A secondary functionality of DMARC enables ISPs to send reports about the authentication success or failure for a domain. Those reports are sent to the addresses defined in two switches:

  • rua: aggregated reports (recommended)
  • ruf: forensic reports (not recommended)

Bot ruf and rua switch should contain a functional mailto-link where failure- and aggregated reports can be sent. It's important to receive, read and process those reports. The following example configures DMARC for all reporting, but reporting only (test-mode):

$ host -t txt _dmarc.sub.domain.TLD
_dmarc.sub.domain.TLD descriptive text "v=DMARC1; p=none;;;"

DMARC reporting alone - as in the above example - does not provide protection against phishing and consequent loss in reputation. It provides reporting functionality only. Such a setting can be useful when evaluating the impact of switching the policy to reject. It is not useful in protecting your domain.

Once the reports show it's safe to reject unauthenticated mail, the following example provides full protection:

$ host -t txt _dmarc.sub.domain.TLD
_dmarc.sub.domain.TLD descriptive text "v=DMARC1; p=reject;;"

Failure (or forensic) reports (ruf)

Forensic reports (ruf) are very rare for 2 reasons:

  • High volume: failure reports generate a single report for each individual mail that failed authentication.
  • Privacy: Failure Reports are not compliant to GDPR. ARF Reports generally contain personal data, such as IPs.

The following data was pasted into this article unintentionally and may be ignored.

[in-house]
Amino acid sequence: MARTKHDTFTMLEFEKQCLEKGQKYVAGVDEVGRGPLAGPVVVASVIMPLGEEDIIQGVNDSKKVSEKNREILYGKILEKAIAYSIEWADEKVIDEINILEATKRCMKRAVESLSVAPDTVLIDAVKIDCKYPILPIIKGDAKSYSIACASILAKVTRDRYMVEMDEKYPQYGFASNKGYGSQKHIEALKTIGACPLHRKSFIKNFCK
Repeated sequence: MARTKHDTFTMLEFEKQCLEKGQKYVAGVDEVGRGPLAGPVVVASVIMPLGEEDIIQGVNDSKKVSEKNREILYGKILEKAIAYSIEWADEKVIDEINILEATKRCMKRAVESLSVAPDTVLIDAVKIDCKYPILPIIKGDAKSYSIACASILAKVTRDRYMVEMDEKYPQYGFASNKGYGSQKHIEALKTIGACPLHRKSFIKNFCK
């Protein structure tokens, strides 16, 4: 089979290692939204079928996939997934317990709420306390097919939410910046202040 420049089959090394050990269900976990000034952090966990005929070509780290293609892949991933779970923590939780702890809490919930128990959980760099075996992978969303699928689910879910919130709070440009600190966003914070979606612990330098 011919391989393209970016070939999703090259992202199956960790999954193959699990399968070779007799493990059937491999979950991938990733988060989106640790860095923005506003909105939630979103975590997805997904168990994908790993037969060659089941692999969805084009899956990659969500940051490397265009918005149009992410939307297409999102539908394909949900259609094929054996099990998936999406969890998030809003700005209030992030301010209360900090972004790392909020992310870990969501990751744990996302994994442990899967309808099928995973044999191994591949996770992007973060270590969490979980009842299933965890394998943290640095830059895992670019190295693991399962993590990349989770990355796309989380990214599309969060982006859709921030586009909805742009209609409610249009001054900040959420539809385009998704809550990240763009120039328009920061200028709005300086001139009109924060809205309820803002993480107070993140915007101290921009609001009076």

It is generally recommended to refrain from setting a ruf-switch at all.

Alignment (adkim/aspf)

Main article: Alignment

Alignment means, domains used for authentication mechanisms match with the sender domain (RFC5321.MailFrom or "returnpath"). DMARC only passes when either SPF identifiers or DKIM align.

  • The domain used to authenticate SPF is the RFC5321.MailFrom domain or "sender domain". To see SPF identifier aligment, it's required for the RFC5321.MailFrom domain to match the RFC5322.From domain.
  • The domain used to authenticate DKIM is the domain used by the sending mail server to sign DKIM. To see DKIM identifier aligment, it's required for the domain used to sign DKIM to match the RFC5322.From domain.

Here is an example of a DMARC record with aspf and adkim switches set to "strict":

$ host -t txt _dmarc.sub.domain.TLD
_dmarc.sub.domain.TLD descriptive text "v=DMARC1; p=reject; aspf=s; adkim=s;"
  1. aspf: SPF alignment. Options are "s" for "strict" or "r" for "relaxed".
  2. adkim: SPF alignment. Options are "s" for "strict" or "r" for "relaxed".
  • Strict alignment means, the matching domains are exactly the same.
  • Relaxed alignment means, the matching domains have a same superior domain. For example, and would align relaxed.

The adkim and aspf switches are optional. The default value for adkim and aspf is "r".

Controversy around SPF

Main article: Controversy around SPF

DMARC in InboxSys app

To check your DMARC record, send a message to your seedlist and look in the authentication section of the E-Mail analysis.

Useful links